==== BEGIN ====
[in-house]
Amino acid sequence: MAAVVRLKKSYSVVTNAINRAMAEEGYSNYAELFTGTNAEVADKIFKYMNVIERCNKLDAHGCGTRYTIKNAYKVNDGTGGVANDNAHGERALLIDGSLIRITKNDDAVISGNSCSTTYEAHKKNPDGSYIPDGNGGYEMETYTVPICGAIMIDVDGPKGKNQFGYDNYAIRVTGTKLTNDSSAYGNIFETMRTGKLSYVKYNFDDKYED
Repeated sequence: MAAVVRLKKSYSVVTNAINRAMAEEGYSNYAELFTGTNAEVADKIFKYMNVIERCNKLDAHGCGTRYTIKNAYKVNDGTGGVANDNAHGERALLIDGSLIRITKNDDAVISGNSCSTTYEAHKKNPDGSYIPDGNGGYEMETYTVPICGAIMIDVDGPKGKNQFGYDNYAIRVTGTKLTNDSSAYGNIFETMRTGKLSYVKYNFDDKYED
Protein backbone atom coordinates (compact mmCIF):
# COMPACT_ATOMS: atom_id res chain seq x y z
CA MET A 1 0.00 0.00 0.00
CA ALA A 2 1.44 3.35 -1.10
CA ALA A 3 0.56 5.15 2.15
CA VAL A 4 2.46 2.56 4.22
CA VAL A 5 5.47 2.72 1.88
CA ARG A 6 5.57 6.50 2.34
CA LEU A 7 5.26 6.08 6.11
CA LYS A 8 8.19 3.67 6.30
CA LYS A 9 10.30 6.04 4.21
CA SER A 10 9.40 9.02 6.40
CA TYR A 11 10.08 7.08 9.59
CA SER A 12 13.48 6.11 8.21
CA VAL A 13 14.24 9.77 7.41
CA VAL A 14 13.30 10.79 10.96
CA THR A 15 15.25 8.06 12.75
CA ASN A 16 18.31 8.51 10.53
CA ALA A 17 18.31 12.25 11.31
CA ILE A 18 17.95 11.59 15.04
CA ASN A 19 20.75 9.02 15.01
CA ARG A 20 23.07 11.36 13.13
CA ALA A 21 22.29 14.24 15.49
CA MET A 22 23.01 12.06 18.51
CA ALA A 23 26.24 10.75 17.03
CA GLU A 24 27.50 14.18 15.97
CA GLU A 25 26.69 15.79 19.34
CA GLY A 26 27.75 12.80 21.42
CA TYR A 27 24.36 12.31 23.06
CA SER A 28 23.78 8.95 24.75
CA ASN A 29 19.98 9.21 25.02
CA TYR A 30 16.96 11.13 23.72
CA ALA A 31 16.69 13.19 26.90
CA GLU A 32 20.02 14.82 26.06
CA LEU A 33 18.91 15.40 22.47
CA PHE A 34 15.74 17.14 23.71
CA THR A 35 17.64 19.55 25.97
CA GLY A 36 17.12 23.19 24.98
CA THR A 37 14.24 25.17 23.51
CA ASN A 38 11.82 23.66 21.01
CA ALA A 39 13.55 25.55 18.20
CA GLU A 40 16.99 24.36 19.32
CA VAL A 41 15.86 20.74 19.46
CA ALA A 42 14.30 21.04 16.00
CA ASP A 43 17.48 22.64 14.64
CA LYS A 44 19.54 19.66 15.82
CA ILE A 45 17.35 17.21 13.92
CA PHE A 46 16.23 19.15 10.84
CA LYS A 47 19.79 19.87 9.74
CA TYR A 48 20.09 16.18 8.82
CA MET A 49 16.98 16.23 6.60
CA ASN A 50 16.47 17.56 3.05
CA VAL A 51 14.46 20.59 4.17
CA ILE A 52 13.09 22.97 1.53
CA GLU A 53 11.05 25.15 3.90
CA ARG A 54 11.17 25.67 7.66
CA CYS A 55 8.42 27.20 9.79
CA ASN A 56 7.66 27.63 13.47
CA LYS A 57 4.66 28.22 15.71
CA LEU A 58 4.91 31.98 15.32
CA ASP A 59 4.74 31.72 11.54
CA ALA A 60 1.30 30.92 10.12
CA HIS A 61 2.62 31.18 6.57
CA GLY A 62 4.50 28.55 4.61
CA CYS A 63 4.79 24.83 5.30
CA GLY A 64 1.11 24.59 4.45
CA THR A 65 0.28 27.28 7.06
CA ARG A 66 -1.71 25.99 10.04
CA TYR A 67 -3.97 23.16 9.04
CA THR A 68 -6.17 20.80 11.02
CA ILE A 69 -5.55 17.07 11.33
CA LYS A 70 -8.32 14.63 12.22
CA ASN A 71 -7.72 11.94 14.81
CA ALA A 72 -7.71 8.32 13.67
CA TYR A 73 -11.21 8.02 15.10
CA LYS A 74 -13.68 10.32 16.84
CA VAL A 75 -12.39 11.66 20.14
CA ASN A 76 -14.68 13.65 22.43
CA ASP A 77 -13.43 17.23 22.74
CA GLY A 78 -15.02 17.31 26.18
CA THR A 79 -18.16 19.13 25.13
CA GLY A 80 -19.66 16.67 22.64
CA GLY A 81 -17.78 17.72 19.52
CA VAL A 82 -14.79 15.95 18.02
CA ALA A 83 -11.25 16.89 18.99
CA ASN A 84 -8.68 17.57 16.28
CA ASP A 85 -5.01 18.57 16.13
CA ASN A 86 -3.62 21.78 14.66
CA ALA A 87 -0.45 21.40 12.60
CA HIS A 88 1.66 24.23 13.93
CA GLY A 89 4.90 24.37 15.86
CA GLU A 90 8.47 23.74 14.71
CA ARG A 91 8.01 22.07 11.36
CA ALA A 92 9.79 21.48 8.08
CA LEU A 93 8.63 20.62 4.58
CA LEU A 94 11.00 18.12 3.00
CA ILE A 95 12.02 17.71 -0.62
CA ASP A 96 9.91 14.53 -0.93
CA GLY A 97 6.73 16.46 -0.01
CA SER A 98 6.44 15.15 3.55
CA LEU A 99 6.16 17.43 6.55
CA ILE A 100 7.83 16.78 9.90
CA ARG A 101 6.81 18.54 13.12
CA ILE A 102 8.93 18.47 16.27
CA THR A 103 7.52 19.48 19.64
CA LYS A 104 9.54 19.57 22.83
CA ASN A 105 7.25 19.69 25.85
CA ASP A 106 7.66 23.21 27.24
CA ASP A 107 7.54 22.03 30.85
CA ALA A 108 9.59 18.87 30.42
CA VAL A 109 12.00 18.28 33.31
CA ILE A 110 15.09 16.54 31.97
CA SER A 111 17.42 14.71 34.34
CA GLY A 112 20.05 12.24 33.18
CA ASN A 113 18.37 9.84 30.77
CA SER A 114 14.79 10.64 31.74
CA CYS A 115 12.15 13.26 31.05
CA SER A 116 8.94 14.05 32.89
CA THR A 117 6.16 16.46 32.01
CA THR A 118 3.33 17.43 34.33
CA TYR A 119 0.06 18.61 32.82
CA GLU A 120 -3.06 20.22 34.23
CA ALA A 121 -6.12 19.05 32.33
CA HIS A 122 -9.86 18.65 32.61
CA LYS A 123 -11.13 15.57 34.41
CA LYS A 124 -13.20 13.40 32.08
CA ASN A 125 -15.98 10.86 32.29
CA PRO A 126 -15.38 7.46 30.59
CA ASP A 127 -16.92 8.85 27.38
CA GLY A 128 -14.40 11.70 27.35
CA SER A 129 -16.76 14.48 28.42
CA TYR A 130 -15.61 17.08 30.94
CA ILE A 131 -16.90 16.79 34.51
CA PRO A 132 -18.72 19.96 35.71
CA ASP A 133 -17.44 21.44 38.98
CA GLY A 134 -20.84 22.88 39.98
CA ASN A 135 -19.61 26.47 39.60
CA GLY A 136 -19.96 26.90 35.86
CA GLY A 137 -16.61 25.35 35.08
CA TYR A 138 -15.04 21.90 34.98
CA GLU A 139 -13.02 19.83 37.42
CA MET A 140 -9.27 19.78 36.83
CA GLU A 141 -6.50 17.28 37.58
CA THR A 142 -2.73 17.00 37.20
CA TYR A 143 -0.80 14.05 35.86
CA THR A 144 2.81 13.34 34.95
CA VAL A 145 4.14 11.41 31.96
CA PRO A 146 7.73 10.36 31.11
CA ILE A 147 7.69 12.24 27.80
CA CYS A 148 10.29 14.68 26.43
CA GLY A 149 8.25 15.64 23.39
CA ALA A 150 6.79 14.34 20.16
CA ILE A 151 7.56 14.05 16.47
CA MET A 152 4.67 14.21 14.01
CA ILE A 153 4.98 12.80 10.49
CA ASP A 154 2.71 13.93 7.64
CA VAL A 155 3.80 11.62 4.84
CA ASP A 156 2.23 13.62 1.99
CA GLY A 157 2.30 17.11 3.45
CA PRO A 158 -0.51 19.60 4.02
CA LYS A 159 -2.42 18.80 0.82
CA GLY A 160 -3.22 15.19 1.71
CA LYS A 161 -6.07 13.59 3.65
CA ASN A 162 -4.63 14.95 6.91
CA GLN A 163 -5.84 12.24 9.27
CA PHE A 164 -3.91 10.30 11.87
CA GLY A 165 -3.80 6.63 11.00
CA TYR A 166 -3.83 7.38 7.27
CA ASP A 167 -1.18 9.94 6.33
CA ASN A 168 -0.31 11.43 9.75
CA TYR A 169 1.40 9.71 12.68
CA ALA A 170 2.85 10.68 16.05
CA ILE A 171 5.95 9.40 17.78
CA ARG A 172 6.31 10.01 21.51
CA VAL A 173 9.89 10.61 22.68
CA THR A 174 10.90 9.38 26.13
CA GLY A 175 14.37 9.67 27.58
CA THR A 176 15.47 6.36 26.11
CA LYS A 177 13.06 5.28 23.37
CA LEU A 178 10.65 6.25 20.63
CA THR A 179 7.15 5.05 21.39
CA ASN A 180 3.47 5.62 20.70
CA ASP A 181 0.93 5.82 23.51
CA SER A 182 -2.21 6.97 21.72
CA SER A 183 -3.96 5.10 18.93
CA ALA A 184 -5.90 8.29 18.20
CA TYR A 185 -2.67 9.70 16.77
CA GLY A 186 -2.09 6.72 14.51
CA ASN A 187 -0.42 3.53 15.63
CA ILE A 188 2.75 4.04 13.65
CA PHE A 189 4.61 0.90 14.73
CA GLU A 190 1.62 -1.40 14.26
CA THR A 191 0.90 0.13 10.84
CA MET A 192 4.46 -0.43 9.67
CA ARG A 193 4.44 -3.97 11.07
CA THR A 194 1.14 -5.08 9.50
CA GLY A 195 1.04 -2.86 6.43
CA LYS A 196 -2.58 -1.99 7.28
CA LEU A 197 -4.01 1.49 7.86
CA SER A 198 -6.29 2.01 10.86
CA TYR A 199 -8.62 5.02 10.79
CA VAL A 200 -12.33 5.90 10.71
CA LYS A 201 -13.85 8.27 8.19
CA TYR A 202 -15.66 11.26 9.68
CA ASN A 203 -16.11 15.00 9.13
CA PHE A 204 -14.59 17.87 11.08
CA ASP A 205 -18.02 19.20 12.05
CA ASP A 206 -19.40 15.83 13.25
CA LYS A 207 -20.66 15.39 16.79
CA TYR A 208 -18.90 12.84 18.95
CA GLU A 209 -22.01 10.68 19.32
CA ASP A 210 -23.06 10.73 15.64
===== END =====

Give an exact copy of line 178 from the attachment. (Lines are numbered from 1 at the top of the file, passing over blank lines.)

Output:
CA VAL A 173 9.89 10.61 22.68